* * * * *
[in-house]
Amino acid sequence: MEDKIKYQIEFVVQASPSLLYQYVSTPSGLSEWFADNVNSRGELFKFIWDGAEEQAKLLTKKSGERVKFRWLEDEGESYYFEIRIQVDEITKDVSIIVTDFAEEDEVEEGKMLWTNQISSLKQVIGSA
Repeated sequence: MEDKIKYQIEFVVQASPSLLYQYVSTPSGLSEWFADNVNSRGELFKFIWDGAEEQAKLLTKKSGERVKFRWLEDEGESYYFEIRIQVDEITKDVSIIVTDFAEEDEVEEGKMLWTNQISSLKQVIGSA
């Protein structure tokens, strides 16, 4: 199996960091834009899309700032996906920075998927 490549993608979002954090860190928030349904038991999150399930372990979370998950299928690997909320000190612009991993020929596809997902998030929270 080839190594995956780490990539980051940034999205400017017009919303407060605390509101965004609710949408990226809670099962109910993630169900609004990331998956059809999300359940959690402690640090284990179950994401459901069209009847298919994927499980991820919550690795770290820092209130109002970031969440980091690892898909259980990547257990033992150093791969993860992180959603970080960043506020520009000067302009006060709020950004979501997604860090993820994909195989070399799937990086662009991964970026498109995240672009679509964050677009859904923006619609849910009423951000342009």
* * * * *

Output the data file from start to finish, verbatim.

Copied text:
[in-house]
Amino acid sequence: MEDKIKYQIEFVVQASPSLLYQYVSTPSGLSEWFADNVNSRGELFKFIWDGAEEQAKLLTKKSGERVKFRWLEDEGESYYFEIRIQVDEITKDVSIIVTDFAEEDEVEEGKMLWTNQISSLKQVIGSA
Repeated sequence: MEDKIKYQIEFVVQASPSLLYQYVSTPSGLSEWFADNVNSRGELFKFIWDGAEEQAKLLTKKSGERVKFRWLEDEGESYYFEIRIQVDEITKDVSIIVTDFAEEDEVEEGKMLWTNQISSLKQVIGSA
């Protein structure tokens, strides 16, 4: 199996960091834009899309700032996906920075998927 490549993608979002954090860190928030349904038991999150399930372990979370998950299928690997909320000190612009991993020929596809997902998030929270 080839190594995956780490990539980051940034999205400017017009919303407060605390509101965004609710949408990226809670099962109910993630169900609004990331998956059809999300359940959690402690640090284990179950994401459901069209009847298919994927499980991820919550690795770290820092209130109002970031969440980091690892898909259980990547257990033992150093791969993860992180959603970080960043506020520009000067302009006060709020950004979501997604860090993820994909195989070399799937990086662009991964970026498109995240672009679509964050677009859904923006619609849910009423951000342009």